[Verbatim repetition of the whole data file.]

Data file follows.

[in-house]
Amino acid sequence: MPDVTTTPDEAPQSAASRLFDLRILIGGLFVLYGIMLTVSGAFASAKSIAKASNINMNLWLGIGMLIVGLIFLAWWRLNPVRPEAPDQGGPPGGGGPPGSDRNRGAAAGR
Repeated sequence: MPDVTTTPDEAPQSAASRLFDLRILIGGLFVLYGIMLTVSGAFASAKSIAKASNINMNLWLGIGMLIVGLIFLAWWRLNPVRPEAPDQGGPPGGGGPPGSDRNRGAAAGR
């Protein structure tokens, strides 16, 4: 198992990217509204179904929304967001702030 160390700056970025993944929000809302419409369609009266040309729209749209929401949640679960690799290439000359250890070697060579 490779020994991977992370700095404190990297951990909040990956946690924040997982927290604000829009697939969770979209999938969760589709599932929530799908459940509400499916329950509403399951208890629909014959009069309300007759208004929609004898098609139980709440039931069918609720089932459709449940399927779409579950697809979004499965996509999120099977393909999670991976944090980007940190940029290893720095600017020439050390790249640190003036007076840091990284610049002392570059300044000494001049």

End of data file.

[in-house]
Amino acid sequence: MPDVTTTPDEAPQSAASRLFDLRILIGGLFVLYGIMLTVSGAFASAKSIAKASNINMNLWLGIGMLIVGLIFLAWWRLNPVRPEAPDQGGPPGGGGPPGSDRNRGAAAGR
Repeated sequence: MPDVTTTPDEAPQSAASRLFDLRILIGGLFVLYGIMLTVSGAFASAKSIAKASNINMNLWLGIGMLIVGLIFLAWWRLNPVRPEAPDQGGPPGGGGPPGSDRNRGAAAGR
């Protein structure tokens, strides 16, 4: 198992990217509204179904929304967001702030 160390700056970025993944929000809302419409369609009266040309729209749209929401949640679960690799290439000359250890070697060579 490779020994991977992370700095404190990297951990909040990956946690924040997982927290604000829009697939969770979209999938969760589709599932929530799908459940509400499916329950509403399951208890629909014959009069309300007759208004929609004898098609139980709440039931069918609720089932459709449940399927779409579950697809979004499965996509999120099977393909999670991976944090980007940190940029290893720095600017020439050390790249640190003036007076840091990284610049002392570059300044000494001049």